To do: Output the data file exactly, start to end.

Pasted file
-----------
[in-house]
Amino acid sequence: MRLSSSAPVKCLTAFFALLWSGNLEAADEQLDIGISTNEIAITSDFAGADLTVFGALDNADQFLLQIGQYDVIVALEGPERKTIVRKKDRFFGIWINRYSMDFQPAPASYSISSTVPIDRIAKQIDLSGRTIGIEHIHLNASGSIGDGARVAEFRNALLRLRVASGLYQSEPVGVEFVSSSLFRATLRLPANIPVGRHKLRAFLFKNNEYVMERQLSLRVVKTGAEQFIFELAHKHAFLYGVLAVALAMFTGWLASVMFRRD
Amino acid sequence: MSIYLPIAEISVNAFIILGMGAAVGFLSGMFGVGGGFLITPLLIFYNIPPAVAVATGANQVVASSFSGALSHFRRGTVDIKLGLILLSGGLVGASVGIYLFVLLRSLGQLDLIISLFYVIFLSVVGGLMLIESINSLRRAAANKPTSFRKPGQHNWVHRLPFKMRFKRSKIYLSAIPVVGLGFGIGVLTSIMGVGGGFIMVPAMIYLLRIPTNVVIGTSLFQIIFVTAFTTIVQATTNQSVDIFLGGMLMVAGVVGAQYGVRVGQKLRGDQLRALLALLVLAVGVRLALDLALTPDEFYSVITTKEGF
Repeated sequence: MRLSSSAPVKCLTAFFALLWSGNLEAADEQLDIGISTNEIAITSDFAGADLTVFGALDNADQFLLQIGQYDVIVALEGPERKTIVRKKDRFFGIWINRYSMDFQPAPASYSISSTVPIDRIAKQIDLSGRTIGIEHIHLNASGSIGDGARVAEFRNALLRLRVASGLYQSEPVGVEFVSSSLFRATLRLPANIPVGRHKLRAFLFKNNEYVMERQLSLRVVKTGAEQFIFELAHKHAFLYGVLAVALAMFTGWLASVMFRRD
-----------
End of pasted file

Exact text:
[in-house]
Amino acid sequence: MRLSSSAPVKCLTAFFALLWSGNLEAADEQLDIGISTNEIAITSDFAGADLTVFGALDNADQFLLQIGQYDVIVALEGPERKTIVRKKDRFFGIWINRYSMDFQPAPASYSISSTVPIDRIAKQIDLSGRTIGIEHIHLNASGSIGDGARVAEFRNALLRLRVASGLYQSEPVGVEFVSSSLFRATLRLPANIPVGRHKLRAFLFKNNEYVMERQLSLRVVKTGAEQFIFELAHKHAFLYGVLAVALAMFTGWLASVMFRRD
Amino acid sequence: MSIYLPIAEISVNAFIILGMGAAVGFLSGMFGVGGGFLITPLLIFYNIPPAVAVATGANQVVASSFSGALSHFRRGTVDIKLGLILLSGGLVGASVGIYLFVLLRSLGQLDLIISLFYVIFLSVVGGLMLIESINSLRRAAANKPTSFRKPGQHNWVHRLPFKMRFKRSKIYLSAIPVVGLGFGIGVLTSIMGVGGGFIMVPAMIYLLRIPTNVVIGTSLFQIIFVTAFTTIVQATTNQSVDIFLGGMLMVAGVVGAQYGVRVGQKLRGDQLRALLALLVLAVGVRLALDLALTPDEFYSVITTKEGF
Repeated sequence: MRLSSSAPVKCLTAFFALLWSGNLEAADEQLDIGISTNEIAITSDFAGADLTVFGALDNADQFLLQIGQYDVIVALEGPERKTIVRKKDRFFGIWINRYSMDFQPAPASYSISSTVPIDRIAKQIDLSGRTIGIEHIHLNASGSIGDGARVAEFRNALLRLRVASGLYQSEPVGVEFVSSSLFRATLRLPANIPVGRHKLRAFLFKNNEYVMERQLSLRVVKTGAEQFIFELAHKHAFLYGVLAVALAMFTGWLASVMFRRD